The choice of matching criteria is important since block matching might require the distortion function to be evaluated many thousands of times. Block matching algorithms vary in complexity. The MSD, for example, requires many multiplications whereas the MAD primarily uses additions. While multiplication might not have too great an impact on a software coder, a hardware coder using MSE could be significantly more expensive than a hardware implementation of the MAD function.
If all matching criteria resulted in compressed video of the same quality then, of course, the least complex of these would always be used for block matching. However matching criteria often differ on the choice of substitute for the target block, with consequent variation in the quality of the coded frame.
The football sequence was used to compare matching criteria. MAD, MSD and PDC (with a variety of thresholds ranging from 1 to 90) were used as matching criteria to produce motion compensated approximations of each frame using the experimental method described
. Each of the approximations was then compared to its counterpart in the actual sequence and the Mean Square Error calculated.
The results of the experiments, illustrated here, show different MSE values for approximated frames from the Football sequence produced by the MSD, MAD, PDC (thresholds of 20, 25, and 30) matching. Some frames proved more difficult to code than others. Perhaps this was because good matches for the target blocks in these frames were not available in the frames' predecessors and so less than ideal blocks were used to build each frame's approximation. It is noteworthy that all the matching criteria had problems with the same frames, but some matching criteria produced better approximated frames.
It is clear that the MSD has the best matching capabilities and that the MAD is superior to the PDC criterion.
Above: PDC threshold versus MSE of Compressed Football Sequence
The graph above shows the results for all the thresholds tested with PDC. Of thresholds tested, 20 and 25 were the best choices. It is possible that some value between these was optimal, but the mean square errors for these values was so close that further investigation was unwarranted.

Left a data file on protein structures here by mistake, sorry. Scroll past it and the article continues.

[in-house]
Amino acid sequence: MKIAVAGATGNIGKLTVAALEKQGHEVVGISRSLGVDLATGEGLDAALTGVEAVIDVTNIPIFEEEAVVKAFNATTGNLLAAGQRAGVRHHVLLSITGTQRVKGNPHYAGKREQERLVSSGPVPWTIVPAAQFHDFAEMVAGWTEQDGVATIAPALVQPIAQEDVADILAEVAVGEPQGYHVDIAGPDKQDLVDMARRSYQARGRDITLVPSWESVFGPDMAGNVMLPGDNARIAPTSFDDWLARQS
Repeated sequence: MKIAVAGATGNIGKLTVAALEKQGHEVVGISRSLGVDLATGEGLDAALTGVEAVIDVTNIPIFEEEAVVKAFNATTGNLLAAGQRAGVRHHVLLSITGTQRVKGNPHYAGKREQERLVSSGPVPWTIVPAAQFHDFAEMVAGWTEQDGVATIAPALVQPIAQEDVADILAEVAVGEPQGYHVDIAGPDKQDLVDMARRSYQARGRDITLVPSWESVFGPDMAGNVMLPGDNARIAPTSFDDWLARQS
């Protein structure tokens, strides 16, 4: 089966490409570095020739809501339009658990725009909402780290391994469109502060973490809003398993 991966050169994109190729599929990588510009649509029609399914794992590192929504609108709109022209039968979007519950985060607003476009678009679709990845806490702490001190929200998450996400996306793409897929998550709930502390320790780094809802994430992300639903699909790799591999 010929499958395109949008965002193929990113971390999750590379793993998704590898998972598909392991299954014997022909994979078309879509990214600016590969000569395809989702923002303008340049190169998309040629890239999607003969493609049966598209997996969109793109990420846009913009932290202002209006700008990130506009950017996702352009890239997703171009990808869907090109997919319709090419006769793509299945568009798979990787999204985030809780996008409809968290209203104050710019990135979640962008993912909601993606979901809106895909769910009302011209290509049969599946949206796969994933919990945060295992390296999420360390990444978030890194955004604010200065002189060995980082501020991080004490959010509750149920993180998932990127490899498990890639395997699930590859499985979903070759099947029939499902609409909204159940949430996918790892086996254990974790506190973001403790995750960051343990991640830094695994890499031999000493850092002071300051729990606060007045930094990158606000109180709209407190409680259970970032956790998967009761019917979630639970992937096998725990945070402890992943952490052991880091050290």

The choice of threshold has a great impact on the effectiveness of the Pel Difference Classification distortion function, but the best threshold for one sequence is not necessarily optimal for another sequence. Nelson tested a variety of thresholds on three sequences and found 5, 15, and 25 were optimal depending on the sequence [Nels93
]. Chan et al. experimented with this PDC and found its performance varied depending on the type of motion in the video sequence. They suggested that smaller threshold values perform better than larger ones where the motion in the sequence is slow and that the inverse is also true [Chan94
Gharavi & Mills found that PDC performed marginally worse than MSD, but significantly outperformed MAD [Ghar90
]. The results from the experiments conducted for this thesis did not bear this out. This could be the result of a number of factors. Firstly every sequence is different and can produce different results. The two sequences used by Gharavi & Mills produced quite different results, although PDC outperformed MAD in both cases. Gharavi & Mills results are based on images of sizes 360x288 and 256x240, whereas the football sequence is of size 160x120 pixels. The two most significant factors however are threshold and block size. Since Gharavi & Mills did not provide a mechanism for determining the optimal threshold t
their results are difficult to reproduce. As Figure 5.4 shows, the value of t
cannot be arbitrary. The difficulties PDC has in distinguishing good matches from bad are compounded by small block sizes. Block size is perhaps the most significant difference between the experiments using the football sequence (with block size of 8x8) and Gharavi & Mills sequences (compressed using blocks of 16x16 pixels). The MAD and MSD matching criteria are not sensitive to the block size in the same way.
[Experiments and Conclusions
© Colin E. Manning 1996